Bil’s rating (out of 5): B.
USA/Germany, 1999. 1492 Pictures, Columbia Pictures Corporation, Laurence Mark Productions, Radiant Productions, Touchstone Pictures. Screenplay by Nicholas Kazan, based on the short story The Bicentennial Man by Isaac Asimov, and the novel The Positronic Man by Isaac Asimov, Robert Silverberg. Cinematography by Phil Meheux. Produced by Michael Barnathan, Chris Columbus, Gail Katz, Laurence Mark, Neal Miller, Wolfgang Petersen, Mark Radcliffe. Music by James Horner. Production Design by Norman Reynolds. Costume Design by Joseph G. Aulisi. Film Editing by Nicolas De Toth, Neil Travis.
A futuristic family headed up by Sam Neill and Wendy Crewson buy a robotic domestic servant (Robin Williams) who comes to live in their house and perform all their chores. When the robot shows signs of gifted intellect, Neill orders upgrades to be done on him until the android decides to begin a quest on his own to become exactly like a human being. Falling in love with his employer’s daughter (Embeth Davidtz), and later her granddaughter (Davidtz again), Williams traverses two centuries in an attempt to find his humanity, even when it means deciding to become finite and grow old and die. A common conceit in science-fiction dictates that all other lifeforms want nothing more than to be exactly like us, and this one never manages to put across the theory with much conviction beyond emotional manipulation and cheesy romance. By the time the second Davidtz falls in love with Williams and decides she wants to commit to him, children will be delighted but adults will be creeped out that a woman wants to marry a vibrator with a sense of humour. The attention paid to making the film marketable to the “family set” leaves it bereft of much emotional conflict, making it nothing more than a shallow version of the later A.I. with some excellent visual and makeup effects.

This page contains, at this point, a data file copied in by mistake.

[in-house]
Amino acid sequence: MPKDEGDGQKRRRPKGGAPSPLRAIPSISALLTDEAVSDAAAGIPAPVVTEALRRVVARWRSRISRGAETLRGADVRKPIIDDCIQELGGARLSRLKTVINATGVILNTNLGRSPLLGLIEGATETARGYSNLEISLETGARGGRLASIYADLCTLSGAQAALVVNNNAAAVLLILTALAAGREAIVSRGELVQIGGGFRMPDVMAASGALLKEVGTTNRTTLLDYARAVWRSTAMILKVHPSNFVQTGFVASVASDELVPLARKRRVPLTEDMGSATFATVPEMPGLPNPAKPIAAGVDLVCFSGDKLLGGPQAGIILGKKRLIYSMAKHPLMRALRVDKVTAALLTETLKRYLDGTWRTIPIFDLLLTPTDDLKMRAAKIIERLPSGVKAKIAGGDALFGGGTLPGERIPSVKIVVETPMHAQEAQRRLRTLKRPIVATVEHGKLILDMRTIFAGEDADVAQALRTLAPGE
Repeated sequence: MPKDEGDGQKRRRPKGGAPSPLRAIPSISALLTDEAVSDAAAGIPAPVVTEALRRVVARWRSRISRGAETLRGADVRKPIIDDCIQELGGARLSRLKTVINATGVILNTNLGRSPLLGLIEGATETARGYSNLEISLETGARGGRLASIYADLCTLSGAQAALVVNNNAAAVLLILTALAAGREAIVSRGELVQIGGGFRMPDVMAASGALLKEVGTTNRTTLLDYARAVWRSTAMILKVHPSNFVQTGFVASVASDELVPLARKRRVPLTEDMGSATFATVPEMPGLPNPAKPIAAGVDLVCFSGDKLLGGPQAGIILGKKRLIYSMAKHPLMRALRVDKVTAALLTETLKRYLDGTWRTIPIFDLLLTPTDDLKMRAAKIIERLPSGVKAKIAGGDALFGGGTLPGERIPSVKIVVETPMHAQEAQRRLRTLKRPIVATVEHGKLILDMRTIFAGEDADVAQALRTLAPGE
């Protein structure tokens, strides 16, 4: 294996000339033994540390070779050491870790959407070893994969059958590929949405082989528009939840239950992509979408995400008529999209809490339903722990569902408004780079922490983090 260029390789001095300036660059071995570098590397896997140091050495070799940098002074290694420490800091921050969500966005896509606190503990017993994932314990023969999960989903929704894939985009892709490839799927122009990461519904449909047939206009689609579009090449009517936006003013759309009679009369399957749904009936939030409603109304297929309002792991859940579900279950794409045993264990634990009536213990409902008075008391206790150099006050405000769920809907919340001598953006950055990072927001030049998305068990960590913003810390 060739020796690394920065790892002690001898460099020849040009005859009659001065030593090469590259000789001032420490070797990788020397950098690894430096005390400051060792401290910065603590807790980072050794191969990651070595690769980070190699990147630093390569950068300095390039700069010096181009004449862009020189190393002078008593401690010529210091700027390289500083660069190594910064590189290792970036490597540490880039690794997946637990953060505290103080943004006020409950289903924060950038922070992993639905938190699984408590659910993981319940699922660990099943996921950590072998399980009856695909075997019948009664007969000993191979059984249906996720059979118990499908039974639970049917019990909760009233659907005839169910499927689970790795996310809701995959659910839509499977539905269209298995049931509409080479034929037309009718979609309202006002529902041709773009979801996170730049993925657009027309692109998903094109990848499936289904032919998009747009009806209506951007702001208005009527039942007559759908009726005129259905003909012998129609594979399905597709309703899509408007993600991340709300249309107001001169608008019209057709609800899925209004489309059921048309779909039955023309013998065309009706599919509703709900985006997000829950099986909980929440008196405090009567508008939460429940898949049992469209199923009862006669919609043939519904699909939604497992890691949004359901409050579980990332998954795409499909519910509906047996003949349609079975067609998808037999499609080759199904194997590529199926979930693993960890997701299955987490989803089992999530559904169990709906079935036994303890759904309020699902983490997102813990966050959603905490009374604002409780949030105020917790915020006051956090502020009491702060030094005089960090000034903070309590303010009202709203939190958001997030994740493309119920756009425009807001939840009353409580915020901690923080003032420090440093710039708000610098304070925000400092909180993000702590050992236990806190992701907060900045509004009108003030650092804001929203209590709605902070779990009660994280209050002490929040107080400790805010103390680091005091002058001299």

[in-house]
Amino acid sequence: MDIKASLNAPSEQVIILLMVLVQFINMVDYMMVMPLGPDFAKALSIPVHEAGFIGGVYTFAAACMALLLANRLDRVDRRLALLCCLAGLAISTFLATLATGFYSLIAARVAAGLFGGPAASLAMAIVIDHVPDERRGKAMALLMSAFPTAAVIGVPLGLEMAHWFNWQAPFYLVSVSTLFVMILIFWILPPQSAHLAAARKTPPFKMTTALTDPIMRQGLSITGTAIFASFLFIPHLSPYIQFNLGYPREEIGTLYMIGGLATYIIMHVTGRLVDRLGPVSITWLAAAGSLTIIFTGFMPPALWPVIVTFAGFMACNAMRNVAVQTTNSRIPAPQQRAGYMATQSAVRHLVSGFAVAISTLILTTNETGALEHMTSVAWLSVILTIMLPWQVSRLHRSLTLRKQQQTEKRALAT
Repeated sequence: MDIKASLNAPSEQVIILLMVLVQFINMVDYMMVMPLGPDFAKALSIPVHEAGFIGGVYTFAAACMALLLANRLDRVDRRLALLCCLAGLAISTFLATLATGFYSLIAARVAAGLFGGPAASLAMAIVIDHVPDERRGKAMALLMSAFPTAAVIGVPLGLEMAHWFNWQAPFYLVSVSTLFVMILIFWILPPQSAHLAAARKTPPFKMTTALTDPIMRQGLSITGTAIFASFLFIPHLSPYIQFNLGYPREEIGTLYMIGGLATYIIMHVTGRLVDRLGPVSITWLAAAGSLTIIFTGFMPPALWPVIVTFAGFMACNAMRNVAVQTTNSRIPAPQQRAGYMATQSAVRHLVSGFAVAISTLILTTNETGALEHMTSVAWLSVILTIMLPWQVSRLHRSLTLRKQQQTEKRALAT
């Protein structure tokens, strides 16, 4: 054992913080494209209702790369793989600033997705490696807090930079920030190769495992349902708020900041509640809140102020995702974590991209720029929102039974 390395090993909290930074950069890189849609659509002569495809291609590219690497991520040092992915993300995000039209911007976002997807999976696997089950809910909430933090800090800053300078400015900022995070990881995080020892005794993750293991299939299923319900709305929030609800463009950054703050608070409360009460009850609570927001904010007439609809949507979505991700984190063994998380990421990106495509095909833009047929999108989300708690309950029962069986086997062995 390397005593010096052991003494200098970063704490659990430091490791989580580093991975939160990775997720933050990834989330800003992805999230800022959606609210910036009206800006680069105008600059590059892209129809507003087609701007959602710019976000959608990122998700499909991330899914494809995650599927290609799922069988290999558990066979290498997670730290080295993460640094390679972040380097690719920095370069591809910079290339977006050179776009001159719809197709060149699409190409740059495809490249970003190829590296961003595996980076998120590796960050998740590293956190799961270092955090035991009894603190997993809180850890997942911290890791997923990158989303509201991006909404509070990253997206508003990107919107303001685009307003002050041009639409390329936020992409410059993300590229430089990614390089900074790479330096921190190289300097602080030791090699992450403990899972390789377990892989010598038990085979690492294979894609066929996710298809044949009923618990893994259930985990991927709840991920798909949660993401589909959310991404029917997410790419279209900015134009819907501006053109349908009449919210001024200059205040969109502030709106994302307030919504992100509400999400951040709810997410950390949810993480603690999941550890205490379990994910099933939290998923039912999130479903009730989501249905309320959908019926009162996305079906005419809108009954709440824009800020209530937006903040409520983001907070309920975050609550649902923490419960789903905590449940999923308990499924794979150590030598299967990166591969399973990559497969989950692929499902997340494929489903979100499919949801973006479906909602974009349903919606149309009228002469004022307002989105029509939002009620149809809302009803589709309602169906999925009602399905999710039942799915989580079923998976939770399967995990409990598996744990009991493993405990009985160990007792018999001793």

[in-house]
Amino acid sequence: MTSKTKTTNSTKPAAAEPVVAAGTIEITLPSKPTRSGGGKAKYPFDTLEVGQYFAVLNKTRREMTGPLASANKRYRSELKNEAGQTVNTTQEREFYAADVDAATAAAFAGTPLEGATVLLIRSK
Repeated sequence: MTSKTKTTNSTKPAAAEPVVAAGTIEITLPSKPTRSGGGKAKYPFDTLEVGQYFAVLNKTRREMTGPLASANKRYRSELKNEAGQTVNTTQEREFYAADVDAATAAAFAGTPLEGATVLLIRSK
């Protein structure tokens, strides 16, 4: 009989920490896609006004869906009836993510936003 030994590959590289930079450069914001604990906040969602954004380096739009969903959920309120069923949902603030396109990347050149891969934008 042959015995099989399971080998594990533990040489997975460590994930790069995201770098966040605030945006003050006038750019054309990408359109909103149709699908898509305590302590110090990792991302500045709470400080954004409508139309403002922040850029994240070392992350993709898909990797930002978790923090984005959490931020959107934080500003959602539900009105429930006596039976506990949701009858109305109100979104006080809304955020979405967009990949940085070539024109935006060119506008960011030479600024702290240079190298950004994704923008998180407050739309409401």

Academy Award Nomination: Best Makeup